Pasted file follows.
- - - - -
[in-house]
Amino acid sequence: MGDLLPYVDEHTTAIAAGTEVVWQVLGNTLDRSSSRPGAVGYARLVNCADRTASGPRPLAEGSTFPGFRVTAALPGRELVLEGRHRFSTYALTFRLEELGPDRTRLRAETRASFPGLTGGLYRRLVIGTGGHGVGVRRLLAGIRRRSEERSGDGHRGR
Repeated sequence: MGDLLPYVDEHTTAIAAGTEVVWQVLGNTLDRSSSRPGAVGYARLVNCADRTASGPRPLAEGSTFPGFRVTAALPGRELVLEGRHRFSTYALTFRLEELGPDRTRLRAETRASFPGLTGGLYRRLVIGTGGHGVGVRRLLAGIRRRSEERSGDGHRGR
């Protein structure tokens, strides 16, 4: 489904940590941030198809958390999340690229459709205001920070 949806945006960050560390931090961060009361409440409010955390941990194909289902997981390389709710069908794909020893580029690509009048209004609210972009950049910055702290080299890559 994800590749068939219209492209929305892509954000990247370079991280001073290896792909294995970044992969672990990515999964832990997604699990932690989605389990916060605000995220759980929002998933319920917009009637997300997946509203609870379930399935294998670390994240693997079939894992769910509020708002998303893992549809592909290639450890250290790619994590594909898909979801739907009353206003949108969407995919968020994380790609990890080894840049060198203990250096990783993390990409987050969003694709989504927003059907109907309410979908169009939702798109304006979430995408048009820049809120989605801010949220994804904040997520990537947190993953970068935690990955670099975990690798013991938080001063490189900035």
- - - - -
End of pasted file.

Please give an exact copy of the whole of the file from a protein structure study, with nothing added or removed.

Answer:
[in-house]
Amino acid sequence: MGDLLPYVDEHTTAIAAGTEVVWQVLGNTLDRSSSRPGAVGYARLVNCADRTASGPRPLAEGSTFPGFRVTAALPGRELVLEGRHRFSTYALTFRLEELGPDRTRLRAETRASFPGLTGGLYRRLVIGTGGHGVGVRRLLAGIRRRSEERSGDGHRGR
Repeated sequence: MGDLLPYVDEHTTAIAAGTEVVWQVLGNTLDRSSSRPGAVGYARLVNCADRTASGPRPLAEGSTFPGFRVTAALPGRELVLEGRHRFSTYALTFRLEELGPDRTRLRAETRASFPGLTGGLYRRLVIGTGGHGVGVRRLLAGIRRRSEERSGDGHRGR
């Protein structure tokens, strides 16, 4: 489904940590941030198809958390999340690229459709205001920070 949806945006960050560390931090961060009361409440409010955390941990194909289902997981390389709710069908794909020893580029690509009048209004609210972009950049910055702290080299890559 994800590749068939219209492209929305892509954000990247370079991280001073290896792909294995970044992969672990990515999964832990997604699990932690989605389990916060605000995220759980929002998933319920917009009637997300997946509203609870379930399935294998670390994240693997079939894992769910509020708002998303893992549809592909290639450890250290790619994590594909898909979801739907009353206003949108969407995919968020994380790609990890080894840049060198203990250096990783993390990409987050969003694709989504927003059907109907309410979908169009939702798109304006979430995408048009820049809120989605801010949220994804904040997520990537947190993953970068935690990955670099975990690798013991938080001063490189900035």